Whereas HSE developed the FTIR method for 25 mm filters, NIOSH’s Field Analysis of Silica Tool (FAST) was developed for 37 mm filters. This analysis method takes advantage of the specific silicon-oxygen doublet peak in the infrared spectroscopy (see Figure 1) to identify and quantify silica collected on a PVC filter. The original study, published in the Journal of Occupational and Environmental Hygiene in October 2018, compares seventy-five dust samples from both metal and nonmetal mines with FAST FTIR as well as the regulatory-approved traditional laboratory X-ray diffraction analysis (XRD). NIOSH concluded that mine-specific calibration factors can improve the level of agreement between RCS concentrations determined via a field-based FTIR method as compared to XRD analysis in the laboratory.
Figure 1. FTIR calibration spectra of silica with doublet peak around 800 cm-1. (Click or tap on the figure to open a larger version in your browser.)
To determine silica on a filter, FTIR on-filter analysis requires placing the filter or filter cassette directly in a portable FTIR instrument in the field. This FTIR instrument will require the creation of calibration curves for RCS (or other aerosol chemicals such as nickel oxide and nickel sulfide) that have been validated once using traditional laboratory analytical instruments. For example, silica can be analyzed by either laboratory X-ray diffraction or inductively coupled plasma mass spectrometry (ICP-MS). Since the infrared spectroscopy method is non-destructive, filters can still be sent away for analysis either as validation or quality control, if required. Many other industries besides mining companies are using this on-site direct-on-filter method to obtain crucial exposure and control data immediately post-shift. These filters can then be shipped away to the lab; besides XRD or ICP-MS, they can perhaps be analyzed by liquid chromatography mass spectrometer (LC/MS) instruments for organics.
Effective Protection Effective and timely quantitation of respirable crystalline silica is crucial to reduce the risk of developing RCS-related lung disease and cancer. The direct-on-filter analysis method has proven to be a very powerful tool for timely identification of sources and problem areas. Hygienists increasingly employ this cost-saving methodology on site. The percentage of RCS over a full shift can be determined as soon as it ends. Dangerous conditions can be discovered immediately, and corrective actions taken to implement controls and protect workers more effectively.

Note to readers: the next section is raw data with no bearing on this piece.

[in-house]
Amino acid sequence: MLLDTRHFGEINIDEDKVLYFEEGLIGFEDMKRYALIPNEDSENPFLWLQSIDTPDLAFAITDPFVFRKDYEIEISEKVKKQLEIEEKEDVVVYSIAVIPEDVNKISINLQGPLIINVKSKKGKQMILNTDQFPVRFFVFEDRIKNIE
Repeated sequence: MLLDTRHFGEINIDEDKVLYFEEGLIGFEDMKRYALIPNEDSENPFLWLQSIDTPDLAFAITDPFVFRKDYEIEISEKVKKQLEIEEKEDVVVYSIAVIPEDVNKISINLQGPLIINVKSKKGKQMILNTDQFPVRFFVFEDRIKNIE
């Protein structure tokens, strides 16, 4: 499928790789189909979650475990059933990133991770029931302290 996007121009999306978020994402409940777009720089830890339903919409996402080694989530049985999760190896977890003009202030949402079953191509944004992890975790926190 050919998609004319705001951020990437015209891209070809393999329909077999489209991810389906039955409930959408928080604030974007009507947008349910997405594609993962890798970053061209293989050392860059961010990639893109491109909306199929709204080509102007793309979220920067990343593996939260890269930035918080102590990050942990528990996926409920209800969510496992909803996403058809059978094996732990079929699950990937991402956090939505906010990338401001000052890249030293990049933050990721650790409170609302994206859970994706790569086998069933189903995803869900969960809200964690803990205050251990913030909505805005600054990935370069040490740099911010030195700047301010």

The case studies initiated by ICMM and a group of major mining companies confirm the urgent need for additional IH tools besides the pump/filter and current analysis methods to improve protection of workers from harmful airborne exposures. The mining companies’ initiatives determined that real-time particulate monitors were able to provide early detection of equipment performance degradation and timely exposure warnings. Combining real-time data with geolocation allows the source of particulates to be pinpointed and controlled much faster than was previously possible, greatly improving prevention of overall aerosol exposures in a workplace.
WINNIE CHU, MSc, PhD, is an expert in nanosensor technology and a former faculty member at the University of British Columbia. She founded Nanozen in 2007. She currently serves on the environmental sensor review panel at the U.S. National Science Foundation.
Send feedback to The Synergist.
Resources Health and Safety Executive: Method MDHS101/2, Crystalline Silica in Respirable Airborne Dust: Direct-on-Filter Analyses by Infrared Spectroscopy or X-ray (PDF).
International Council on Mining and Metals: “Considerations for the Adoption of Real-Time Particulate Monitoring” (PDF, January 2022).
Journal of Occupational and Environmental Hygiene: “A Comparison of Respirable Crystalline Silica Concentration Measurements Using a Direct-on-Filter Fourier Transform Infrared (FT-IF) Transmission Method vs. a Traditional Laboratory X-ray Diffraction Method” (October 2018).
NIOSH: “Mining Product: FAST—Field Analysis of Silica Tool” (September 2018).
Teck: “Real-Time Air Quality Monitoring Technology Helps Inform Decisions to Reduce Dust Exposure Inside Haul Truck Cabs” (March 2020).